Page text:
the court heard and observed the witnesses first hand."  Demoski v.
New, 737 P.2d 780, 784 (Alaska 1987).  The superior court concluded
that Robin's testimony about her intentions in authorizing the 1979
transfer was not "completely accurate."  Specifically, it found
that Robin "was fully aware that property from the Trust was being
transferred to the Dodsons individually."  It based its finding
upon the plain language of the stock transfer documents and upon
evidence that Robin had actively participated in managing trust and
family finances.
          The superior court's findings are supported by the
record.  First, the stock transfer documents plainly indicate that
Robin and Jim as co-trustees authorized the 1979 transfers.  The
absence of the title "trustee"or a similar term next to Jim's and
Robin's names in the transferee portion of the documents is
conspicuous and undermines Robin's position.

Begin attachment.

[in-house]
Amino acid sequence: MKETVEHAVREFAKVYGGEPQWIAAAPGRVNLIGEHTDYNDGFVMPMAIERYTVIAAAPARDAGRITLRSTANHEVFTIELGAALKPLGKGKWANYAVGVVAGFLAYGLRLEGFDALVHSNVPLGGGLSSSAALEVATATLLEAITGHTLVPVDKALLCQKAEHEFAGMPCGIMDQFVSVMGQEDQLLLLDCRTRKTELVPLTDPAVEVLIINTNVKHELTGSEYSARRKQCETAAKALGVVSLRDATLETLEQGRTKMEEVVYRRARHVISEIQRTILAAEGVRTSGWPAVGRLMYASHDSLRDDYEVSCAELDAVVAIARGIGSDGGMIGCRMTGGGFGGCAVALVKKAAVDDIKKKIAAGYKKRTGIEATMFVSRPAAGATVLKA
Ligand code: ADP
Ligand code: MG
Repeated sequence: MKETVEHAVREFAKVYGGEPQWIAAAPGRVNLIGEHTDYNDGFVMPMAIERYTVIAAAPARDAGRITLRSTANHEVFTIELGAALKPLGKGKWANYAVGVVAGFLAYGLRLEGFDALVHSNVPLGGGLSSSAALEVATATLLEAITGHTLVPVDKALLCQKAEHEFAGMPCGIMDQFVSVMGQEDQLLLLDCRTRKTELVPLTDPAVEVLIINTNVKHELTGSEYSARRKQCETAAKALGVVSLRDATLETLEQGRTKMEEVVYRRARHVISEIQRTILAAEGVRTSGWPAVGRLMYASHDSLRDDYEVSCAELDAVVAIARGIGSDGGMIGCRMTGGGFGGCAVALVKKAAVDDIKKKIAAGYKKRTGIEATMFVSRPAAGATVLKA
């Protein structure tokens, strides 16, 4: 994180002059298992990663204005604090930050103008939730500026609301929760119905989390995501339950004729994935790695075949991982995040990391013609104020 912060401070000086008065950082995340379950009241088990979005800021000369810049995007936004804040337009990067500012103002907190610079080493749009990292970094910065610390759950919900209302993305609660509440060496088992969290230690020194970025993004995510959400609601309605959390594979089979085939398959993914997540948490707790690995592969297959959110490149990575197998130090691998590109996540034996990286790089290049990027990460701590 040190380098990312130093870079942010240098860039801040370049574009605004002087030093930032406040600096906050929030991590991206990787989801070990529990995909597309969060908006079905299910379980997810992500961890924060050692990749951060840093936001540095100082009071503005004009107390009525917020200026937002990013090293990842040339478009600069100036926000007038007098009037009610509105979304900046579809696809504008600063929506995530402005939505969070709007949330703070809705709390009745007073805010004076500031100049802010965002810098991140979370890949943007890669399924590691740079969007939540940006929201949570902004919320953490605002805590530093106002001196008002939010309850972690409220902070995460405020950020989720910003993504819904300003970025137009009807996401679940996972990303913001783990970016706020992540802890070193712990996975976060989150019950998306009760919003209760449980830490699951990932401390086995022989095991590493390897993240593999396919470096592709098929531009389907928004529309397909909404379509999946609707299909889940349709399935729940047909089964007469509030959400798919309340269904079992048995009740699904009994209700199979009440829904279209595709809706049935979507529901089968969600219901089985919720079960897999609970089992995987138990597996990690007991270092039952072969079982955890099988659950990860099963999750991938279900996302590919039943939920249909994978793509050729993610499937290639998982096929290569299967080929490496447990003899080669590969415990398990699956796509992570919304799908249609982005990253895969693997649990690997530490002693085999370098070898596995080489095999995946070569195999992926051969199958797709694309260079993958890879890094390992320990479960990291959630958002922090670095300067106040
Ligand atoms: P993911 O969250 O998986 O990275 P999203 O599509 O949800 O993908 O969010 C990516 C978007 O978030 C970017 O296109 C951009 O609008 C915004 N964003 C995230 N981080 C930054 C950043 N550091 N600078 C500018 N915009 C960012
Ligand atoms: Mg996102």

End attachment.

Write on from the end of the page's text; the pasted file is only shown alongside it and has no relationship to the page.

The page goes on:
Second, although Jim appears to have been primarily
responsible for the family's financial affairs, record evidence of
Robin's past participation in the Wold Trust's business affairs
supports the superior court's conclusion that Robin would have been
able to understand the nature of what she was signing.  For
example, the record supports the superior court's finding that
Robin worked "extensively"with the attorney for the Wold Trust to
transfer all of Sig Wold's assets to the trust or into joint
ownership with right of survivorship with her. [Fn. 6]  In light of
the plain language of the transfer documents and evidence of
Robin's past participation in the trust's affairs, we conclude that
the superior court did not err when it found Robin to have been
"fully aware"that she was authorizing transfer of the DTC and
Fidelity stock from the Wold Trust to the Dodsons as individuals. 
Therefore, we reverse the superior court's decision to enforce the
promissory notes against Jim as his separate debt and in favor of
Robin as her separate property. [Fn. 7]